Discover what’s involved when planning and executing a community-based arts event. (Examples: musical performance, visual arts workshop, collaborative public art creation, poetry reading, dance performance, theater.)
- Essential Question: How do you plan and execute a public arts event?
- Areas of study: visual arts, music, theater, writing, or other creative interests
- Type and amount of credit earned: ½ credit in arts/music or elective credit
- Community partner: Arts nonprofit in the local community
- Skills and visual art language to design, plan, and execute a community-based arts event
- Self-management skills: responsibility, dependability, punctuality
- Public speaking skills: coherence, clarity, preparation, integration of graphics/multimedia, etc.
- Problem-solving skills
- Collaboration: listen to others, gather and share information, cooperate and help team
See the detailed ELO description for the full text of these competencies.
- Meet with arts teacher and/or ELO supervisor to review artwork, experience, and inspiration in relation to: visual arts, music, theater, writing, or other creative interests. Determine the arts discipline that will be focused on (visual art, music, theater, dance, poetry, or creative writing).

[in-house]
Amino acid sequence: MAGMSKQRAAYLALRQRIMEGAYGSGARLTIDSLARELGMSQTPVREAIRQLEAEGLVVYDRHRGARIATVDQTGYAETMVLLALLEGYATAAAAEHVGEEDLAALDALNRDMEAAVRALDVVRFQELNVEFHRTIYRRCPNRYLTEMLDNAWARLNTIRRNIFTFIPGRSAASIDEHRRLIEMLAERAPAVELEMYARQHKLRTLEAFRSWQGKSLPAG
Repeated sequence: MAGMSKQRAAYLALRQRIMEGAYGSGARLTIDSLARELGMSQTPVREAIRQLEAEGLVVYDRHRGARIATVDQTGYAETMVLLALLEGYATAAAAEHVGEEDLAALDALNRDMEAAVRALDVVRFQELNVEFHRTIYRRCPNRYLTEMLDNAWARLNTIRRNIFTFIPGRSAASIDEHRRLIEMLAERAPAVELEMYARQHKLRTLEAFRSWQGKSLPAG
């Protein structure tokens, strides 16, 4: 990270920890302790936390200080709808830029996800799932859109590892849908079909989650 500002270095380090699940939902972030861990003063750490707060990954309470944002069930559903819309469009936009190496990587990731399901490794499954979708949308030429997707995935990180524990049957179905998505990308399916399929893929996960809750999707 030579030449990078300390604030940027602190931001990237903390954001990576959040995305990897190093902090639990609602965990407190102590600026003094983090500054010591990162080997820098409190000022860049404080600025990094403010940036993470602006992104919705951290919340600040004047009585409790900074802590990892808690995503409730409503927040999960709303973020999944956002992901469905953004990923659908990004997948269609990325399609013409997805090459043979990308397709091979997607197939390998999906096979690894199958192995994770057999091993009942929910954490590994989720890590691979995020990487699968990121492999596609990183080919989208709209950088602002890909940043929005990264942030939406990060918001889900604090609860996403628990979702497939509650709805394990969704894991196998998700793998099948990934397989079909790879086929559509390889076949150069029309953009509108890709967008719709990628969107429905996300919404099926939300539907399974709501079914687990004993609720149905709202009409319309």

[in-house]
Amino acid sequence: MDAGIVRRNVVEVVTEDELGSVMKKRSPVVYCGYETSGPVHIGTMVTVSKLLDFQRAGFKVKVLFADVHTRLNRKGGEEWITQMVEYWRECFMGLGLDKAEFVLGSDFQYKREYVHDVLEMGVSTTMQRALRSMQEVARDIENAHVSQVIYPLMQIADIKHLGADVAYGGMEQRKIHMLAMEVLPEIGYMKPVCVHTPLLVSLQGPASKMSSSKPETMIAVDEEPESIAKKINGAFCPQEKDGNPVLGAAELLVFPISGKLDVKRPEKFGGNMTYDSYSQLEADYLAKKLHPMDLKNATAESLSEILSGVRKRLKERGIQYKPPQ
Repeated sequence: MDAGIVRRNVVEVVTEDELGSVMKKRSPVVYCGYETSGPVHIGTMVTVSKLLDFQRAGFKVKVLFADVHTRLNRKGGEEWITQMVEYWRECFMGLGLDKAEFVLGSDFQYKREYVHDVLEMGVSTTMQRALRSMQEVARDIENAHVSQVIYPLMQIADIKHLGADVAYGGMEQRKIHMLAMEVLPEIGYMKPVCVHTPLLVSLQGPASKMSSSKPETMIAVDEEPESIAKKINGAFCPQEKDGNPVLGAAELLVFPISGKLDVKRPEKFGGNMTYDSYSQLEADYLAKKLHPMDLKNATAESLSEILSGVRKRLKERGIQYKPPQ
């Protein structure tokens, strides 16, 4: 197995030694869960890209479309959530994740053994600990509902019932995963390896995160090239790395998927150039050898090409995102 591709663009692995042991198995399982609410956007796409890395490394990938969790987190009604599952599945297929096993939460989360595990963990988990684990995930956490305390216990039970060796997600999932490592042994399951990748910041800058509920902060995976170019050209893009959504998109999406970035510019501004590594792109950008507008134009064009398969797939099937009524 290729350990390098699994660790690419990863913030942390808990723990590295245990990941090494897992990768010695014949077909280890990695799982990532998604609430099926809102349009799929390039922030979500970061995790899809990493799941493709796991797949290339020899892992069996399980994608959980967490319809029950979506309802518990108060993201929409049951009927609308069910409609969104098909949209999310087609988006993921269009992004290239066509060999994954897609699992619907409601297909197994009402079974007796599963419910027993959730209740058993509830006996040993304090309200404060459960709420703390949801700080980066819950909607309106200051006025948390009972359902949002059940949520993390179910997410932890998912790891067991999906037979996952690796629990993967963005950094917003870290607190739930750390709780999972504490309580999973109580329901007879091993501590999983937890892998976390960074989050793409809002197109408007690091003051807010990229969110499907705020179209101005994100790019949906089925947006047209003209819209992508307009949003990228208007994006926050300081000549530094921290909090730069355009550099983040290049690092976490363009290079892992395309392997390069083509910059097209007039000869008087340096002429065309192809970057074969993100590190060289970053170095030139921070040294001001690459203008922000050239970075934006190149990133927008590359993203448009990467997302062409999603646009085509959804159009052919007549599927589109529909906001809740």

- Meet with at least two local arts nonprofits, and interview a representative. See sample interview questions.
- With support and guidance from a community partner, research local arts nonprofits and work collaboratively with a mentor to identify artists/performers, audience, location, plan, promote, and execute an arts event.
- Maintain a sketchbook/journal practice reflecting on interviews, ideas, inspiration, timelines, and progress.
- Engage in constructive collaboration with community partner.
- Execute community arts event. Secure creative talent, venue, date, time frame; identify supports; and manage the project. (some examples: student art show, musical performance, poetry reading, theater, collaborative public art project)
- Final presentation
Student compiles a portfolio throughout the ELO including visual and written documentation of the event and the process of organizing the event. Students are assessed based on their portfolio and the final portfolio presentation to an audience which may include peers, teachers, community partners, and/or other audience members they select; their final reflection; and the community partner’s final evaluation . Students self-evaluate their work throughout the semester on the school wide problem-solving and self-management rubrics, and their final presentation on the speaking rubric.
This ELO depends on building relationships with community partners. Schools that are interested in implementing a similar ELO should reach out to a wide variety of arts non-profits, as it might take multiple tries to find an appropriate fit. This ELO could be perfect for students who are interested in a variety of art disciplines: visual art, music, dance, theater, poetry, creative writing.
This ELO was submitted by Mary Goldthwaite-Gagne, Art teacher at ConVal Regional High School. Email teacher for more information